Thursday, May 5, 2016
Silicon Dawn is a dystopian where androids, or mechs, are everywhere and humanity feels threatened by them. Adam is a mech who has just arrived on Earth and he is a state of the art model, with capabilities far beyond human. He pairs up with Jane Malveaux, a cop who doesn't like mechs (to put it mildly), and together they have to solve some particularly gruesome murders that seem to have their root in anti- mech hysteria. Like most books of this kind the emphasis is on what makes us human? Adam discovers that he does have feelings and attachments to people and this complicates his life, making him more than just an android doing a job. Malveaux also has to re- examine her beliefs and feelings when her and Adam are thrust into situations that shake up her preconceptions.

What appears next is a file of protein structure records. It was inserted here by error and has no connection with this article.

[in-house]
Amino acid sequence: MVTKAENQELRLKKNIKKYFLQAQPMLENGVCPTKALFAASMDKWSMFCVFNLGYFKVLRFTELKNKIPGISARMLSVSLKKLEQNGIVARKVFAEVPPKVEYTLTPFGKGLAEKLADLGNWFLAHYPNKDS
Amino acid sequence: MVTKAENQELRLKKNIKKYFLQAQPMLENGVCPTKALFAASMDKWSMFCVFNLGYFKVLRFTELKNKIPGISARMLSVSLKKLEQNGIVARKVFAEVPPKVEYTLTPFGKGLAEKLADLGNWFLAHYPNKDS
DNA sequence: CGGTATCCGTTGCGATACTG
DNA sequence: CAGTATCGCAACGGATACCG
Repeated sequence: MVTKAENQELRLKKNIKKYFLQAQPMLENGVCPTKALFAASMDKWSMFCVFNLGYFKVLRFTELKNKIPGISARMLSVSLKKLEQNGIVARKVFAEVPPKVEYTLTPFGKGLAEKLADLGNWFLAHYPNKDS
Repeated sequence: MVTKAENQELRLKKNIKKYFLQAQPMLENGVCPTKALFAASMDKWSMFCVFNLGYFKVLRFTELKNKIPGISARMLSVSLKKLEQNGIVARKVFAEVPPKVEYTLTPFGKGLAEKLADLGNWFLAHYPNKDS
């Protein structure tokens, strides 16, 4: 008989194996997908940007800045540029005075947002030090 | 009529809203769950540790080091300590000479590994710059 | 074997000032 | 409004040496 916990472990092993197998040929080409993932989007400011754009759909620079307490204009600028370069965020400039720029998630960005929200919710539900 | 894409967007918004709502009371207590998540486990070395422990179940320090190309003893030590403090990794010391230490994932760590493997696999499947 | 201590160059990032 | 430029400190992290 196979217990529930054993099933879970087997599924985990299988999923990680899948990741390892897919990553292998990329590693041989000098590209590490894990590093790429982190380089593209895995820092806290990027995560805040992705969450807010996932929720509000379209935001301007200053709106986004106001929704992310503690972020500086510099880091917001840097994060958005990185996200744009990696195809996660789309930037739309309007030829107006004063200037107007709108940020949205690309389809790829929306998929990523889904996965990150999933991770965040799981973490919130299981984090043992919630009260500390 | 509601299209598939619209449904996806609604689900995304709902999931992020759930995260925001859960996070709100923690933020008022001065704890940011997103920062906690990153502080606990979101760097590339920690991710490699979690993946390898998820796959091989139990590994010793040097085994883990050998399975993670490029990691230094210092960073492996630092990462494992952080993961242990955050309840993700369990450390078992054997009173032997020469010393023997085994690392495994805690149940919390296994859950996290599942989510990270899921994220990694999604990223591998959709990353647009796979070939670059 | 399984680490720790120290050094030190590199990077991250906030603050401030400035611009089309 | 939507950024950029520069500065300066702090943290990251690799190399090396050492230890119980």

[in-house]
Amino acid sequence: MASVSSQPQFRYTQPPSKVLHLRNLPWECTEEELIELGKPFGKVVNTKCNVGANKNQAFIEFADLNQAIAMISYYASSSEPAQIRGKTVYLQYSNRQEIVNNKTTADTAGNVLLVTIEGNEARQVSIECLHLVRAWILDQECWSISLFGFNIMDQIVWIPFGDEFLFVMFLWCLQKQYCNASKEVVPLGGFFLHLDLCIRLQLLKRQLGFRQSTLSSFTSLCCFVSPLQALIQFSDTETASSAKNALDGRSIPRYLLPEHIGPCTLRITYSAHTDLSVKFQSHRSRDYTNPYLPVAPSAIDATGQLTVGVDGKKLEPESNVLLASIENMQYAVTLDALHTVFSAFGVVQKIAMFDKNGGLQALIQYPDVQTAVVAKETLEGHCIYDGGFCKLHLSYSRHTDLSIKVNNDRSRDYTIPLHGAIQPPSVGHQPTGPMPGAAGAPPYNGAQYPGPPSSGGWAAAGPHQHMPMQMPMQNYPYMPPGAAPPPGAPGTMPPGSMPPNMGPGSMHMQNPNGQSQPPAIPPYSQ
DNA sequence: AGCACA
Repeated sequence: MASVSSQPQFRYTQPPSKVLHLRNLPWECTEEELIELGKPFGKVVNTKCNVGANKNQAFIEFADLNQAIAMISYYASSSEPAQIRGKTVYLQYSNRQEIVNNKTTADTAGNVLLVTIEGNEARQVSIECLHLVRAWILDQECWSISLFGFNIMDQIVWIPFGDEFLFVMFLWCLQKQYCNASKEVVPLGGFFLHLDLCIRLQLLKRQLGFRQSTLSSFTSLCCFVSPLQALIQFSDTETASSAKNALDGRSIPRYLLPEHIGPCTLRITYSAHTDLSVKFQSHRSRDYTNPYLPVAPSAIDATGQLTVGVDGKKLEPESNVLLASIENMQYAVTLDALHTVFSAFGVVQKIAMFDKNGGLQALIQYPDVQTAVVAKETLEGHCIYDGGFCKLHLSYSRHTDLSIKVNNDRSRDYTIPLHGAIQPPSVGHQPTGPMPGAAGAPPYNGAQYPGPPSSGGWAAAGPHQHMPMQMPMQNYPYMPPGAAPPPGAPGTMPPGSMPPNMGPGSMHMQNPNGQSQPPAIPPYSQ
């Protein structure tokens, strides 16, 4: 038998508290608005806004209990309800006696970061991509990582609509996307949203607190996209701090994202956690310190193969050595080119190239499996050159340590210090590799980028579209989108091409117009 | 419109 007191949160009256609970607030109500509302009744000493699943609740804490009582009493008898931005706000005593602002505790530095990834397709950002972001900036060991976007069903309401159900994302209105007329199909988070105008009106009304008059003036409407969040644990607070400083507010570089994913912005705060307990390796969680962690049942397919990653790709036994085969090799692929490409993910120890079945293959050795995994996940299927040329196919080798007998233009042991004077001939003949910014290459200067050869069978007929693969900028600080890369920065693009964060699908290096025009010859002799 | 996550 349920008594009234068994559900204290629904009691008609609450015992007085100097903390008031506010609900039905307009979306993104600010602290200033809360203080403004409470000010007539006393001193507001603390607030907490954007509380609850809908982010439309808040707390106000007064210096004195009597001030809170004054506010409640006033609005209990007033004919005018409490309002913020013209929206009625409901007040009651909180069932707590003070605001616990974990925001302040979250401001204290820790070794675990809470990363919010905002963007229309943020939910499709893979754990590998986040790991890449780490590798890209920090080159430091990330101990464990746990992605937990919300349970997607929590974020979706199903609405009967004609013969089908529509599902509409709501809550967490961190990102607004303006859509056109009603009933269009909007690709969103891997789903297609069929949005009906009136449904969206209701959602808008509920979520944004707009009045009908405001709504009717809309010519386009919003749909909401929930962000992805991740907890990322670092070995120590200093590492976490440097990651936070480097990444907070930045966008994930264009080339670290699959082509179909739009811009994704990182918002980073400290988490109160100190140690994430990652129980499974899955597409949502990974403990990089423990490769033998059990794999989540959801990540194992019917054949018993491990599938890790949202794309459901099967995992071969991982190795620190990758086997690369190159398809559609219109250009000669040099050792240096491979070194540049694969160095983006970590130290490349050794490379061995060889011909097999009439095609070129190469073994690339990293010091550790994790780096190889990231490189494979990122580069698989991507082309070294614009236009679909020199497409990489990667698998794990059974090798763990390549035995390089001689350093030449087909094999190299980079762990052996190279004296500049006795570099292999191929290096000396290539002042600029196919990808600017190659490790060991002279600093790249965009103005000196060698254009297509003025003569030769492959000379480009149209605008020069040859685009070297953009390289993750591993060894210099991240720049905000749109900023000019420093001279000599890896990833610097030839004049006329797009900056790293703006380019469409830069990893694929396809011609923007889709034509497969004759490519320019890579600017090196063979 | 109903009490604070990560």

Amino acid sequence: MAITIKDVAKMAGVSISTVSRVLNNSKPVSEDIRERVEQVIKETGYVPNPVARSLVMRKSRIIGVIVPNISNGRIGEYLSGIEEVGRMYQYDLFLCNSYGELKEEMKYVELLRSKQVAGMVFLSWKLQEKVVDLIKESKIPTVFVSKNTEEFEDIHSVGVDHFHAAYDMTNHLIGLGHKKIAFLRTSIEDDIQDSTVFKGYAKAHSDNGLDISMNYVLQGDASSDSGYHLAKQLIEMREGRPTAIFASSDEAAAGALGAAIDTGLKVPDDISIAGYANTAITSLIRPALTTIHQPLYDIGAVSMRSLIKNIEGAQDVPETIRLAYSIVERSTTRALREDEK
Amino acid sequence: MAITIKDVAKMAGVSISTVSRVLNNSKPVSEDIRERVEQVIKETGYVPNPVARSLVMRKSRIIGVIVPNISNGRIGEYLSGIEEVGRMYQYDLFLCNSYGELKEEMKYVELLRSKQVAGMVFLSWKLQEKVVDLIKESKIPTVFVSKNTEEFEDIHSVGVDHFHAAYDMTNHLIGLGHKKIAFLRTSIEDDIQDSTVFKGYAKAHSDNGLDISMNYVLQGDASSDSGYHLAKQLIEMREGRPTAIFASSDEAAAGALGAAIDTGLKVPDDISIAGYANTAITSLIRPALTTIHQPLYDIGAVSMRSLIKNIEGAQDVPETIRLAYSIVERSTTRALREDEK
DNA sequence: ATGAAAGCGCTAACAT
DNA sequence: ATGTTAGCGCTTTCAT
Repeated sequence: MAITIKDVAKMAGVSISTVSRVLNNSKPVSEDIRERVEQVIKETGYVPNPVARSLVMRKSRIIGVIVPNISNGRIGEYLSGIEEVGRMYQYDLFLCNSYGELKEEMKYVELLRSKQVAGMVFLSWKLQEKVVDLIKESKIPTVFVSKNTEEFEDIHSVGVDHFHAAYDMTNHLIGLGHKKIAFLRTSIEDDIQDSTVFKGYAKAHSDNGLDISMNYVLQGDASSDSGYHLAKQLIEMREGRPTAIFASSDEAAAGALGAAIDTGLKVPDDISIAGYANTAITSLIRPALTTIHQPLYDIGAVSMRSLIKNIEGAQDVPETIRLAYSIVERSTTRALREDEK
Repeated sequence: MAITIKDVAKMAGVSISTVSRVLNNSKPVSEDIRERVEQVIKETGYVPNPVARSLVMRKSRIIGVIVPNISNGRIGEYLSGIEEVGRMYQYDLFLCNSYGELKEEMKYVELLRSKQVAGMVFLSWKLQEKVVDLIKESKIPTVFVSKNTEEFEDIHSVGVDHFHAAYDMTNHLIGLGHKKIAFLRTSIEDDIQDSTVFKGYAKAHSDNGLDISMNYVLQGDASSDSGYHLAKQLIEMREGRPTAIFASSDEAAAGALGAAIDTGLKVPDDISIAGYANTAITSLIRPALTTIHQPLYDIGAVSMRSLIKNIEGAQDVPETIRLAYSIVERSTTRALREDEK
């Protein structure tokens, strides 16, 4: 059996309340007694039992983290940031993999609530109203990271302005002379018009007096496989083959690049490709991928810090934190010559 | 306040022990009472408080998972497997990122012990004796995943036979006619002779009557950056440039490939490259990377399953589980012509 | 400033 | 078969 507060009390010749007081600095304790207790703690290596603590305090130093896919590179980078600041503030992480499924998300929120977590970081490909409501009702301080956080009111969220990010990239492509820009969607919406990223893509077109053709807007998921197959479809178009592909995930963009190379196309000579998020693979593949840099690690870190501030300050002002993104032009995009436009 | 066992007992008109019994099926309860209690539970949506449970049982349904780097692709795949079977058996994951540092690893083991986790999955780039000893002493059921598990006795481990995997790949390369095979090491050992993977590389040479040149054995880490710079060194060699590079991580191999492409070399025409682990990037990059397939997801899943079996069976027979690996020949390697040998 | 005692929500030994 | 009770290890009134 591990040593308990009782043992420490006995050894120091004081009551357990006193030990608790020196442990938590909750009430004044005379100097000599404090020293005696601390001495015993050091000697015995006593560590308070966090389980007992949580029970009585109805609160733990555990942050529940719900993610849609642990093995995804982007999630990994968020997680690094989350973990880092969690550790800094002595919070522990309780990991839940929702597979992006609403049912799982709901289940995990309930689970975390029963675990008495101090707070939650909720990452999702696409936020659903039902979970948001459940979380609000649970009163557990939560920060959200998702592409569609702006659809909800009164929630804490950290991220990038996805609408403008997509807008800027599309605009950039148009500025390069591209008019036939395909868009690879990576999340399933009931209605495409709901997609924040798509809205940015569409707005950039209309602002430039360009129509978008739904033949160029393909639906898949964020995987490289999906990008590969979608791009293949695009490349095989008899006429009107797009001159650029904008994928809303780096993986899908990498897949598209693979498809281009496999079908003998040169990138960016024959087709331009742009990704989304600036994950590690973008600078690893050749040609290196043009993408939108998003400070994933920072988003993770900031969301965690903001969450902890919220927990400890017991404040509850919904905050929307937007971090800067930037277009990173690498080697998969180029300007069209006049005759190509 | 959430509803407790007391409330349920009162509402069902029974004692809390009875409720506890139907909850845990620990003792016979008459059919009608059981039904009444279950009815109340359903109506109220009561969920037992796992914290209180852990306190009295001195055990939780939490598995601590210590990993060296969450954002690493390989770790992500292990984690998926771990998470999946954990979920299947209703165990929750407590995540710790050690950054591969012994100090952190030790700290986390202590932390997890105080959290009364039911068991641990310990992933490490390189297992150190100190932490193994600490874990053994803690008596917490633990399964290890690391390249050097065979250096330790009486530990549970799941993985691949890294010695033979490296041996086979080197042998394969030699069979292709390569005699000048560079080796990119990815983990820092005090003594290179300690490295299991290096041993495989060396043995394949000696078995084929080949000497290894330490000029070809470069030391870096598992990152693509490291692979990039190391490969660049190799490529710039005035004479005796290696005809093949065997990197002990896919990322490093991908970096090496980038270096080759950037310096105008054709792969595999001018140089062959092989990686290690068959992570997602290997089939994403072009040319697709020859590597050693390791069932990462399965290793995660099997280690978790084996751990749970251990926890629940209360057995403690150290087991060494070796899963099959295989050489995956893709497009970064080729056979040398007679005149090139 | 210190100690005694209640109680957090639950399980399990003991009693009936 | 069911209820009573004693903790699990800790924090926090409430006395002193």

I thought this was well done for the most part, and I enjoyed the dynamic between Adam and Malveaux. there are some chilling moments as they discover that things are even worse than they initially thought, and I thought the evolution of their relationship seemed realistic. There were a few things I thought happened a little fast, but then this is just over two hundred pages so it's not a long book, and therefore by necessity I think we have a slightly faster timeline. I also enjoyed the world, the author seems to be going for that rainy, neon drenched Blade Runner feel and I think he succeeded for the most part.
This is billed as a prequel to Silicon Man, which I haven't read but probably will. I'm curious to see what the next book is like since it takes place ten years after the events of this story. It will be interesting to see what developments in mech technology that are hinted at here look like. Also I was impressed at the way questions were raised about what it means to have a personality, when does an AI become human or have feelings- and what happens once they do?